After graduating from the University of Michigan School of Dentistry, Dr. Lisa Knowles has practiced in Michigan for the past 18 years. She has the unique ability to see the whole picture and the whole patient. She spends much of her time speaking across the country to dental schools, clubs and associations. Dr. Knowles is an adjunct faculty member at the University of Detroit Mercy School of Dentistry, and she writes for several journals including Dental Economics, Dr. Bicuspid.com, Dental Products Report, and for her own blog at Beyond32Teeth.com.
In this episode we discuss:
– Not sweating the small stuff
– Managing stress and preventing burn out
– helping dentists learn to appreciate the business side of dentistry
What are some of the topics that you consult about?
I really hone in on the dentist. I do a lot of executive level coaching for dentists. I also work with teams for team building as needed and a lot of times thats what I identify that the practice needs and we work with the dentist to get some of the personal attributes and leadership qualities in alignment with what they want to do and their goals, and then we bring in the teams and try to get everyone on the same page, working together and looking at the business side of the practice. You really don’t get any of that in dental school and even if we did get some, I don’t think that we were really ready for it or understood it at that time.
How do you help people understand and strengthen leadership qualities?
First thing I look at is what kind of personalities do we have working in the practice and how are we going to understand each other better. In the beginning a lot of assessment is needed and then its just the awareness that this is how a certain person thinks and operates. Then I ask “What does the dentist (leader) want?” Is the leader going to be more of a quiet leader and then hire an office manager to do all the other work. What ever the model is, its about having systems in place and letting everybody know what those systems are. We dont always do great job of communicating what we are trying to do as dentists, we just kind of go in and do it, and the team is left wondering what the plan is and where is the practice going.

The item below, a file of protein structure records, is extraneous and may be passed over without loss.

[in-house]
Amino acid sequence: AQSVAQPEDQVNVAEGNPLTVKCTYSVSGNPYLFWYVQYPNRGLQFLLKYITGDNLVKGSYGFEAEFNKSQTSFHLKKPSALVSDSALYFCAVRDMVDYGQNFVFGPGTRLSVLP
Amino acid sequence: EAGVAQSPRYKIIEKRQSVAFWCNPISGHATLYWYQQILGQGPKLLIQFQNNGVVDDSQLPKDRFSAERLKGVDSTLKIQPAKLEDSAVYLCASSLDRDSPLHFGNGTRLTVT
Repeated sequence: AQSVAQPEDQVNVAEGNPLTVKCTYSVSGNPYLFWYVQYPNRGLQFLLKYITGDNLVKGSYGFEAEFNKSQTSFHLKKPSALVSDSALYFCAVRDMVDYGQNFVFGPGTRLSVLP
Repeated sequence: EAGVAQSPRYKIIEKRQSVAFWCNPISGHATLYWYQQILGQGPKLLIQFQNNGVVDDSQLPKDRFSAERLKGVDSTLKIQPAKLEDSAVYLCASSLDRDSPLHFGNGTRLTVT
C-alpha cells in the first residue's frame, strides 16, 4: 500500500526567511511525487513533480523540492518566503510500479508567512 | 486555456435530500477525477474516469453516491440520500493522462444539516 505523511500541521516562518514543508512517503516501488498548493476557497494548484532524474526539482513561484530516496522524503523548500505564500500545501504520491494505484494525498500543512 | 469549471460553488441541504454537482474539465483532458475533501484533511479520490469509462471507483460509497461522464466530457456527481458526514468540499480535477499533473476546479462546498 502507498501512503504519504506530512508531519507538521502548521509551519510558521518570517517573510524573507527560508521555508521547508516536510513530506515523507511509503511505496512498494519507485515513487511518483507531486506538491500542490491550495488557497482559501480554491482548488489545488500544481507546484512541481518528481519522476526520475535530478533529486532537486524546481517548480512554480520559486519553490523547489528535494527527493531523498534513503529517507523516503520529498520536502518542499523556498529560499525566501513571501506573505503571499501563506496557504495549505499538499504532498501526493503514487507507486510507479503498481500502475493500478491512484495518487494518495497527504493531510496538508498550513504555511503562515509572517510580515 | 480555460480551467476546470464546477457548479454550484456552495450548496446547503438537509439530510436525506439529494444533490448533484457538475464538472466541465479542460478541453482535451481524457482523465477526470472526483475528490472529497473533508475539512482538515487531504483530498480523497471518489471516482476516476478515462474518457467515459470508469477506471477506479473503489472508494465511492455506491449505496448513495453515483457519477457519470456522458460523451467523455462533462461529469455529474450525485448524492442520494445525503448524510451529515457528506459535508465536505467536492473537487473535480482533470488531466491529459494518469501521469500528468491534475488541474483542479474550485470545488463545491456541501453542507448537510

How do you recognize the symptoms of work burn out and stress? How do you deal with it?
If your not happy to go to work anymore, or its feeling overwhelming, or your not excited to jump out of bed. These are the signs that you might be getting a little burned out, or you are not taking care of yourself, or your not doing what you wanted to do. A lot of us feel that way and we do not have anyone to turn to or have any idea of what to do. That’s what spurred me to go into consulting because I wanted to be there for other dentists who were struggling and need someone to go to and ask “What can I do?” I try to do yoga and meditation, where I can just sit and let thoughts go away and make some space for thoughts to come in. And thats what gets me to the other side when I start feeling burned out or overwhelmed. That’s my go to now, and that doesnt mean that everyone has to do yoga or meditation. There are lots of other ways to get back that balance.
What is the best advice you have ever received and from whom?
One of my patients gave me a great piece of advice and kind of turned my thinking around. My patient had been diagnosed with cancer and we were in some final stages, so we talked about a lot of things that you usually dont with a doctor patient relationship. I have always been interested in St. Francis and his requests to God to be a peacekeeper and to bring more peace to the world, and when I told my patient that, he said to me “well than you are really asking for more storms. The only way you are going to get more peace is to go through those storms and conflicts.” That was probably some of the best advice I had ever received because it made me realize that every time you have that feeling of peace and a feeling that is good, its usually because you worked through a conflict that was really hard and because you have that sense of peace, that conflict was worth it.
Can you give us one management tip or pearl that we can take back to our practice?
Watch your patients closely. They often give so many clues to what they want and how they want it, but many of us miss those clues because we arent really paying attention or we are worried about the next patient, and so watching and observing our patients, listening to their tone of voice, noticing the nonverbal communication, because those things help us build our relationships with patients and allow us to understand them better.
Can you give us a app or internet resource that you think is truly awesome?
Seafood Watch – its an app that helps you eat sustainable seafood.
What is your one must read book right now?
If you had to start your practice all over again or you are talking to someone who is just about to start their practice, what advice would you recommend?
I would ask, how are they going to collaborate with other dentists. How are you going to start learning about the things that you dont know that you know? Get involved with study groups, make connections, find people in similar situations as you, or find a mentor. These sorts of things are really important.
How can we connect with you?